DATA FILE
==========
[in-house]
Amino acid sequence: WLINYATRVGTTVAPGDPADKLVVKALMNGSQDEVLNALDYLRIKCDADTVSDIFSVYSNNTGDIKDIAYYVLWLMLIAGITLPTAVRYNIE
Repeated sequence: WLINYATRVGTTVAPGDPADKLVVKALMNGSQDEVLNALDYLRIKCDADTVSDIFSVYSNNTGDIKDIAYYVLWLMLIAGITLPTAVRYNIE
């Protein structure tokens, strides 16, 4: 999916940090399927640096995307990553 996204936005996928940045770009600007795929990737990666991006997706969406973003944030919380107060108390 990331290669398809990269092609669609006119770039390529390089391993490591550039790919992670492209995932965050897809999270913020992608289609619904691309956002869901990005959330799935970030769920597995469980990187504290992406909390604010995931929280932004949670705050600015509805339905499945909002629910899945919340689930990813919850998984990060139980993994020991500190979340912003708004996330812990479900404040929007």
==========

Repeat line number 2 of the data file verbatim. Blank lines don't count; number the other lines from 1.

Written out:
Amino acid sequence: WLINYATRVGTTVAPGDPADKLVVKALMNGSQDEVLNALDYLRIKCDADTVSDIFSVYSNNTGDIKDIAYYVLWLMLIAGITLPTAVRYNIE